The human eye includes an anterior chamber between the cornea and iris, a posterior chamber, defined by a capsular bag, containing a crystalline lens, a ciliary muscle, a vitreous chamber behind the lens containing the vitreous humor, and a retina at the rear of this chamber. The human eye has a natural accommodation ability. The contraction and relaxation of the ciliary muscle provides the eye with near and distant vision, respectively. This ciliary muscle action shapes the natural crystalline lens to the appropriate optical configuration for focusing light rays entering the eye on the retina.

The ciliary muscle controls the shape of the natural lens through suspensory ligaments called zonules. Like most smooth muscles, the ciliary muscle has a dual innervation, receiving both sympathetic and parasympathetic fibers.

The contraction of the ciliary muscle is under parasympathetic or cholinergic control. While this parasympathetic control is predominant, sympathetic, or adrenergic, innervation opposes the cholinergic control and plays a lesser role in enabling relaxation of the ciliary muscle.

After the natural crystalline lens is removed, for example, because of cataract or other condition, a conventional, monofocal IOL can be placed in the posterior chamber. Such IOLs include an optic or lens body adapted to focus light toward the retina of the eye. One or more fixation members or haptics are coupled to the optic and function to fix the IOL in the eye. Such a conventional IOL has very limited, if any, accommodating ability. However, the wearer of such an IOL continues to require the ability to view both near and far (distant) objects. Corrective spectacles may be employed as a useful solution.

Attempts have been made to provide IOLs with accommodating movement along the optical axis of the eye as an alternative to shape changing. Examples of such attempts are set forth in Levy U.S. Pat. No. 4,409,691 and several patents to Cumming, including U.S. Pat. Nos. 5,674,282 and 5,496,366. The disclosure of each of these patents is incorporated herein by reference. Such so called accommodating IOLs include an optic or lens body adapted to focus light toward the retina and a movement assembly, having various configurations, coupled to the optic and adapted to cooperate with the eye, for example, with the ciliary muscle of the eye, to move the optic axially to obtain some degree of accommodation. The lenses of the patents noted above in this paragraph are biased to be located in the posterior-most position in the eye under rest or resting conditions. When near focus is desired, the ciliary muscle contracts and the lens moves forwardly (positive accommodation). In the absence of ciliary muscle contraction, the lens moves rearwardly to its posterior-most resting position. One problem that exists with such IOLs is that they often cannot move sufficiently to obtain the desired accommodation.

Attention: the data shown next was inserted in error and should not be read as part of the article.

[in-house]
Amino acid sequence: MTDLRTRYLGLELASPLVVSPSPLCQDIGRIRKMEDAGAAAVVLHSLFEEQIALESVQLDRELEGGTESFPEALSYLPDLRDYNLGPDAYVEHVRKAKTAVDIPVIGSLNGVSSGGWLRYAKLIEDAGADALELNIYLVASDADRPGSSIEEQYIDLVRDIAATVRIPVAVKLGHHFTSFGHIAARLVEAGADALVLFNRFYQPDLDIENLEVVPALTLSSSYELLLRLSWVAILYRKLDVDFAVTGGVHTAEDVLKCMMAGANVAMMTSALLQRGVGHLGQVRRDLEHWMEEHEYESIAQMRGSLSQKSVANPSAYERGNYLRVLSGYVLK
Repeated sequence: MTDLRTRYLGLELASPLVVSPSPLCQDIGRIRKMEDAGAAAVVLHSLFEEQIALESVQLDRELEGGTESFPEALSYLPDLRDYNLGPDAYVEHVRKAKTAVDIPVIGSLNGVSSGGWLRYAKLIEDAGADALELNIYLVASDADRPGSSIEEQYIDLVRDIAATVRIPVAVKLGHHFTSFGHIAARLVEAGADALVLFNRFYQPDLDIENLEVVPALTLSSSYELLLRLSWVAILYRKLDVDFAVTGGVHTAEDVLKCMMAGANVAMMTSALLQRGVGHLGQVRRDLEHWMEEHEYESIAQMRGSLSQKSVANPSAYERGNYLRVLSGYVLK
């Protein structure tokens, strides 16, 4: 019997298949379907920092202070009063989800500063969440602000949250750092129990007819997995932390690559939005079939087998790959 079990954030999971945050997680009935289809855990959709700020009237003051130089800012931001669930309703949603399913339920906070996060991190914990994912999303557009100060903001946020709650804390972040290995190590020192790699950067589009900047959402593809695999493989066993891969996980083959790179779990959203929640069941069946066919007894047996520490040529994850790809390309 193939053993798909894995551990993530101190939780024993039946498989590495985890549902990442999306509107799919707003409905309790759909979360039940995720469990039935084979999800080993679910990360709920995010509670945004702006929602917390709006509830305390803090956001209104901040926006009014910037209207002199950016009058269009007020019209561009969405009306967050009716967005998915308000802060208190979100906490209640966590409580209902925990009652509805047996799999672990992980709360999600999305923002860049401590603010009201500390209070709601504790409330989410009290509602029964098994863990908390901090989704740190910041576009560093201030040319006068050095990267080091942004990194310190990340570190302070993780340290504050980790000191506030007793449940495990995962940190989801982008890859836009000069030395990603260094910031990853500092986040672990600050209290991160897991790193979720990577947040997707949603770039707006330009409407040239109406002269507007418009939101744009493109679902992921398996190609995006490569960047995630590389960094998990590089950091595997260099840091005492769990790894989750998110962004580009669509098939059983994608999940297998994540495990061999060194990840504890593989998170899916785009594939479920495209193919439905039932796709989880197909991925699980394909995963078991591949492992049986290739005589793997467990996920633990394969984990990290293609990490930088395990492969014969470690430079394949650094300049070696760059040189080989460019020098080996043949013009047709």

It would be advantageous to provide methods for increasing the amounts of accommodation in mammalian eyes including IOLs.

SUMMARY OF THE INVENTION

New methods for increasing the amounts of accommodation in mammalian eyes which include IOLs have been discovered. The present methods take advantage of the discovery that muscarinic components, such as muscarinic agonists and muscarinic antagonists, assist or facilitate the action of the ciliary muscle and associated zonules so that the IOL in the eye is effectively moved to provide accommodation, for example, both positive (near) accommodation and negative (far) accommodation. Treatment with a muscarinic component, for example, administering an effective amount of muscarinic component to an eye, preferably is effective to provide increased accommodating movement of the IOL in the eye relative to a substantially identical IOL in a substantially identical eye which is not treated with the muscarinic component. The present methods are convenient to practice and provide outstanding accommodation results, often with substantially no adverse effects to the mammal wearing the IOL.

In one broad aspect of the present invention, methods for increasing the amount of accommodation in an eye of a mammal which includes an artificial IOL comprise administering to the mammal an effective amount of a muscarinic component, such as a muscarinic agonist or a muscarinic antagonist. This administering step preferably is effective to increase tonic contraction of the ciliary muscle of the eye.

The present methods are particularly effective in situations in which the IOL is adapted to move axially in the eye to provide at least some degree of accommodation.

The muscarinic agonist/antagonist preferably is administered in a pharmaceutically acceptable formulation, for example, in a non-irritating sterile solution or suspension. The muscarinic agonist/antagonist more preferably is administered topically to the eye in a pharmaceutically acceptable ophthalmic formulation. In accordance with the present invention, the muscarinic component, that is the muscarinic agonist or muscarinic antagonist, may be selected to act on various muscarinic (M) receptor subtypes of the ciliary muscle.